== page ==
# Squeeze Theorem/Sequences/Real Numbers

## Theorem

Let $\sequence {x_n}$, $\sequence {y_n}$ and $\sequence {z_n}$ be sequences in $\R$.

Let $\sequence {y_n}$ and $\sequence {z_n}$ both be convergent to the following limit:

- $\ds \lim_{n \mathop \to \infty} y_n = l, \lim_{n \mathop \to \infty} z_n = l$

Suppose that:

- $\forall n \in \N: y_n \le x_n \le z_n$

Then:

- $x_n \to l$ as $n \to \infty$

that is:

- $\ds \lim_{n \mathop \to \infty} x_n = l$

Thus, if $\sequence {x_n}$ is always between two other sequences that both converge to the same limit, $\sequence {x_n} $ is said to be **sandwiched** or **squeezed** between those two sequences and itself must therefore converge to that same limit.

### Corollary

Let $\sequence {y_n}$ be a sequence in $\R$ which is null, that is:

- $y_n \to 0$ as $n \to \infty$

Let:

- $\forall n \in \N: \size {x_n - l} \le y_n$

Then $x_n \to l$ as $n \to \infty$.

## Proof

From Negative of Absolute Value: Corollary 1:

- $\size {x - l} < \epsilon \iff l - \epsilon < x < l + \epsilon$

Let $\epsilon > 0$.

We need to prove that:

- $\exists N: \forall n > N: \size {x_n - l} < \epsilon$

As $\ds \lim_{n \mathop \to \infty} y_n = l$ we know that:

- $\exists N_1: \forall n > N_1: \size {y_n - l} < \epsilon$

As $\ds \lim_{n \mathop \to \infty} z_n = l$ we know that:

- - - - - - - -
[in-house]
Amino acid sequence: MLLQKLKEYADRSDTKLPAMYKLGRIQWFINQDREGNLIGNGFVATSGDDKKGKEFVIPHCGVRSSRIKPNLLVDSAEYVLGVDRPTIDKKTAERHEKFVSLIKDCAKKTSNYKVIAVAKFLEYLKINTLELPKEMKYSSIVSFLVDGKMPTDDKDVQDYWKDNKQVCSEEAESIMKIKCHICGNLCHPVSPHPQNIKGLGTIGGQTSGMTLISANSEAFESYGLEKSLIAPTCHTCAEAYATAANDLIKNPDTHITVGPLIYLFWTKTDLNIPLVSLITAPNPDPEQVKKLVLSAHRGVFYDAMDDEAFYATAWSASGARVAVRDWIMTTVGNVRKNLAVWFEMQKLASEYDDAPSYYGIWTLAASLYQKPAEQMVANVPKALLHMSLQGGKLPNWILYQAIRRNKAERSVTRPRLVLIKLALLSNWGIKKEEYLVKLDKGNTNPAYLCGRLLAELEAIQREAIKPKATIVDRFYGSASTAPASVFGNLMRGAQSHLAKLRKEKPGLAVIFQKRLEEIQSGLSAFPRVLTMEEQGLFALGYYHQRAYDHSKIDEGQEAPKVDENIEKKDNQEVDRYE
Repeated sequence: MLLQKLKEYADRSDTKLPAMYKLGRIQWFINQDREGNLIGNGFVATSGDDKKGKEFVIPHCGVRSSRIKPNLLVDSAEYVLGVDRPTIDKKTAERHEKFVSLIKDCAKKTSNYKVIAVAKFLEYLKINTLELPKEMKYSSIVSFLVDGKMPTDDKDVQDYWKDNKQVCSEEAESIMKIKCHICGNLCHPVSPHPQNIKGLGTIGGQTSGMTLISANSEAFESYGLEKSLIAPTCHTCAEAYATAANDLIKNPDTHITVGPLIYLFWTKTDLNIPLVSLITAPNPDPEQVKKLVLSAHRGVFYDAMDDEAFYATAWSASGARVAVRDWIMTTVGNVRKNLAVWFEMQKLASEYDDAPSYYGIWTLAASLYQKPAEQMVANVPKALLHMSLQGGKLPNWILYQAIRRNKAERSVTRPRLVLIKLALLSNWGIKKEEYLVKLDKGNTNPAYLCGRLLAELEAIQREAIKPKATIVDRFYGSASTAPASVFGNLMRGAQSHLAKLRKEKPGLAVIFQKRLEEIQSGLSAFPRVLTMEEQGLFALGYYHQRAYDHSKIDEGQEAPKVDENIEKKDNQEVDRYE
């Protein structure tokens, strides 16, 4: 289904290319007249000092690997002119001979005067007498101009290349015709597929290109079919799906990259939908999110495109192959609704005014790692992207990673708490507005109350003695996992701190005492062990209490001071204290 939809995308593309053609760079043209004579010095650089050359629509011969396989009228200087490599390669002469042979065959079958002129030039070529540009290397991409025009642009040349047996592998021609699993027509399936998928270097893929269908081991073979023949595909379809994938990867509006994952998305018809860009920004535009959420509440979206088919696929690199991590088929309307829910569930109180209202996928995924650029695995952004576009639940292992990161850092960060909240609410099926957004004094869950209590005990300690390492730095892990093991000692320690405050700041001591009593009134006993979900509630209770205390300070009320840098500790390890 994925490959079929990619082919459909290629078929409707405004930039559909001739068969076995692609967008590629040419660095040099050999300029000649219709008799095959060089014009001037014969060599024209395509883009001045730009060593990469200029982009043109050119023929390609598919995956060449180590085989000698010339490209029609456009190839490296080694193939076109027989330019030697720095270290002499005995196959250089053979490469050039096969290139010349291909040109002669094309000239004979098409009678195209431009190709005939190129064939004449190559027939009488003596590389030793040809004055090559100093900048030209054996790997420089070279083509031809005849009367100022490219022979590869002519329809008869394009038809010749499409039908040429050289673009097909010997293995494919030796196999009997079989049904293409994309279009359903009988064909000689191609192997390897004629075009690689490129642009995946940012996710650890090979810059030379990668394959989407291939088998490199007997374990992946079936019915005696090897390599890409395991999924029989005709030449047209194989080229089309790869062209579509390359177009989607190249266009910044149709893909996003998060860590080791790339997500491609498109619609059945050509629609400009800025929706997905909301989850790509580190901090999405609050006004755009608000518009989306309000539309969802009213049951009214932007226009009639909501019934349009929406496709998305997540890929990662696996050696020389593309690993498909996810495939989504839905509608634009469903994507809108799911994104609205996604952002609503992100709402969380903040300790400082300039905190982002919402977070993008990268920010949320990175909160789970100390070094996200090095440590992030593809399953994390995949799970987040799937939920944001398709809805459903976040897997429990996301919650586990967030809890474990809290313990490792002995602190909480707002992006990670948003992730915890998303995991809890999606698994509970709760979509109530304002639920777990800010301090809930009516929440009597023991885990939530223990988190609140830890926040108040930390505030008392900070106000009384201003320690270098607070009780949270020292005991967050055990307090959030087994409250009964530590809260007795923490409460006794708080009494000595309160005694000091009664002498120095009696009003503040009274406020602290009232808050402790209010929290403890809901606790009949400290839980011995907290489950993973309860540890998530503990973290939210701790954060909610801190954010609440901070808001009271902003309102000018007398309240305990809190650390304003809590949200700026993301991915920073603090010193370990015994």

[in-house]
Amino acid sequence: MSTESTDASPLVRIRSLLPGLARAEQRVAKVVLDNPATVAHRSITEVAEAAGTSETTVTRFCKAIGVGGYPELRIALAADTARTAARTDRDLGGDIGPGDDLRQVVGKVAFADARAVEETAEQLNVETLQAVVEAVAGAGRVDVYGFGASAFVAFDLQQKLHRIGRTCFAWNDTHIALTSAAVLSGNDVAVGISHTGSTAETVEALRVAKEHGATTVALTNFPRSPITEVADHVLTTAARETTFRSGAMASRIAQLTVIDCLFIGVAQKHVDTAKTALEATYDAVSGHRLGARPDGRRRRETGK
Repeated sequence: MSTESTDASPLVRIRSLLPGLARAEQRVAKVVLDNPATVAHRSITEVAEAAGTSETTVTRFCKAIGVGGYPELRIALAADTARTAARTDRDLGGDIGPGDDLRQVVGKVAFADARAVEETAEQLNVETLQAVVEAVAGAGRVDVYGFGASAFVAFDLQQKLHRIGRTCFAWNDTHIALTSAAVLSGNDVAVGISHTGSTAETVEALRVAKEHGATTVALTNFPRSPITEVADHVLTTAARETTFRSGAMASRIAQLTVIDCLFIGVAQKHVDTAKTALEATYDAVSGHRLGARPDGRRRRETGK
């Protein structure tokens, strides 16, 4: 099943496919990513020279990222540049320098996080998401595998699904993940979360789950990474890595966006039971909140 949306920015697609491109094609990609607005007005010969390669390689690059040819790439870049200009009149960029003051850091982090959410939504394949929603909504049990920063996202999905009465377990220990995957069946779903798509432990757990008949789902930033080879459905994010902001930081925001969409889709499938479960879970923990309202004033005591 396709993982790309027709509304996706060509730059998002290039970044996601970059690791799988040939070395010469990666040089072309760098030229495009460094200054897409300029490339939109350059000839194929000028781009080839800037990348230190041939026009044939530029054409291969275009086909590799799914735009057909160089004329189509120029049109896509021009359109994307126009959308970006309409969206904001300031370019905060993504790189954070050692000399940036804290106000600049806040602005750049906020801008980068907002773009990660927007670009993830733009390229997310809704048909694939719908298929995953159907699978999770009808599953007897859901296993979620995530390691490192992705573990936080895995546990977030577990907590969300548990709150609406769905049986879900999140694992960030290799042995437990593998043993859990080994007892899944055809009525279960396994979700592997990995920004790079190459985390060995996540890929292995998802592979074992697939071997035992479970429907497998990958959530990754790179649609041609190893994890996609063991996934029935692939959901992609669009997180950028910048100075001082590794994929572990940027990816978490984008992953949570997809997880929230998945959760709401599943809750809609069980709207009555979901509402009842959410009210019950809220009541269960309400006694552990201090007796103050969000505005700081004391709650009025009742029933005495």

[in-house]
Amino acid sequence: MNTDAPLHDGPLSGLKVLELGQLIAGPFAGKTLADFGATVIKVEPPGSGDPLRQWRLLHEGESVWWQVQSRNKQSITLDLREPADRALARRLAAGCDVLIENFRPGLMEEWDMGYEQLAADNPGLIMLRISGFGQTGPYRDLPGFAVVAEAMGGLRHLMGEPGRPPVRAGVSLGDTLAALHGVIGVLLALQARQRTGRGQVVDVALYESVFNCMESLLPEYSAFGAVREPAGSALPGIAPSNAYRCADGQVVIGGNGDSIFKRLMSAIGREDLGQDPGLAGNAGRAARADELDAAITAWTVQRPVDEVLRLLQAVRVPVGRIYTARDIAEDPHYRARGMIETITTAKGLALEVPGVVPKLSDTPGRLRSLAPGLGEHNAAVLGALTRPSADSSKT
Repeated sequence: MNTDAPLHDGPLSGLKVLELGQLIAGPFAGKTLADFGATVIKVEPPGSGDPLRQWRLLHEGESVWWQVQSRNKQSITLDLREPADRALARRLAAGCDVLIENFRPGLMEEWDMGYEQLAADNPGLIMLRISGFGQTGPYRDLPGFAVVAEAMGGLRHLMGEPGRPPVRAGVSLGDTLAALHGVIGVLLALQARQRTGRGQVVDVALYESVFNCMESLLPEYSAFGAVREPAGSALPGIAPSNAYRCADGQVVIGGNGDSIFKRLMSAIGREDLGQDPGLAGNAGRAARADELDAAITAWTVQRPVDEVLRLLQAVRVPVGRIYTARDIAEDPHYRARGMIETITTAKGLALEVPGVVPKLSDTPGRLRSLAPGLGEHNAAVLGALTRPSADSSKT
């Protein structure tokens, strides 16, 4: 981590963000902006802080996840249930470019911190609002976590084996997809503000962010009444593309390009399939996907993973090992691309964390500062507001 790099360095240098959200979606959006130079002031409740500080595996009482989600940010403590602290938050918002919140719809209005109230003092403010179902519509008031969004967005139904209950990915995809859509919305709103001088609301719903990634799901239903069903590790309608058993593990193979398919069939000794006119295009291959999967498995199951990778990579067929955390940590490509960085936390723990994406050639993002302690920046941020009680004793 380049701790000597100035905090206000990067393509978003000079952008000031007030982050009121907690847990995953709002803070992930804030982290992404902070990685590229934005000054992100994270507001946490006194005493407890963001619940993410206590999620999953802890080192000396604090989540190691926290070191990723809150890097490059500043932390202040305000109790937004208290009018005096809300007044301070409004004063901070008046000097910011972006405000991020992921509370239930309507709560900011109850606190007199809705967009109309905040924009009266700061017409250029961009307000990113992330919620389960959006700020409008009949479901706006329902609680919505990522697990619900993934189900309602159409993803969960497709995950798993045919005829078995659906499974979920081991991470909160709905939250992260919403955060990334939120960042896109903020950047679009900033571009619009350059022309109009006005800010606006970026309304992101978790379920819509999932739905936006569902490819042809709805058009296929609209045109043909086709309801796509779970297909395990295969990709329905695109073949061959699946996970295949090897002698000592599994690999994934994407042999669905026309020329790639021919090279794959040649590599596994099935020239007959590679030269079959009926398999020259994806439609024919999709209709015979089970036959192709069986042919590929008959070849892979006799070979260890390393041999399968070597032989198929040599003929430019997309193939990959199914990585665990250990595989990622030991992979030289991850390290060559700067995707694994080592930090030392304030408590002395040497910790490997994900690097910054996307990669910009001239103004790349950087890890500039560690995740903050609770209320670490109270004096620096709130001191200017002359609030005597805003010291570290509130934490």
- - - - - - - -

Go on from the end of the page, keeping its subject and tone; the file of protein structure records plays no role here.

- $\exists N_2: \forall n > N_2: \size {z_n - l} < \epsilon$

Let $N = \max \set {N_1, N_2}$.

Then if $n > N$, it follows that $n > N_1$ and $n > N_2$.

So:

- $\forall n > N: l - \epsilon < y_n < l + \epsilon$
- $\forall n > N: l - \epsilon < z_n < l + \epsilon$

But:

- $\forall n \in \N: y_n \le x_n \le z_n$

So:

- $\forall n > N: l - \epsilon < y_n \le x_n \le z_n < l + \epsilon$

and so:

- $\forall n > N: l - \epsilon < x_n < l + \epsilon$

So:

- $\forall n > N: \size {x_n - l} < \epsilon$

Hence the result.

$\blacksquare$

## Also known as

This result is also known, in the UK in particular, as the **sandwich theorem** or the **sandwich rule**.

In that culture, the word **sandwich** traditionally means specifically enclosing food between two slices of bread, as opposed to the looser usage of the **open sandwich**, where the there is only one such slice.

Hence, in idiomatic British English, one can refer to the (often uncomfortable) situation of being between two entities as being **sandwiched** between them.

As the idiom is not universal globally, the term **squeeze theorem** is preferred on $\mathsf{Pr} \infty \mathsf{fWiki}$, for greatest comprehension.

## Sources

- 1977: K.G. Binmore:
*Mathematical Analysis: A Straightforward Approach*... (previous) ... (next): $\S 4$: Convergent Sequences: $\S 4.10$: Theorem (the sandwich theorem)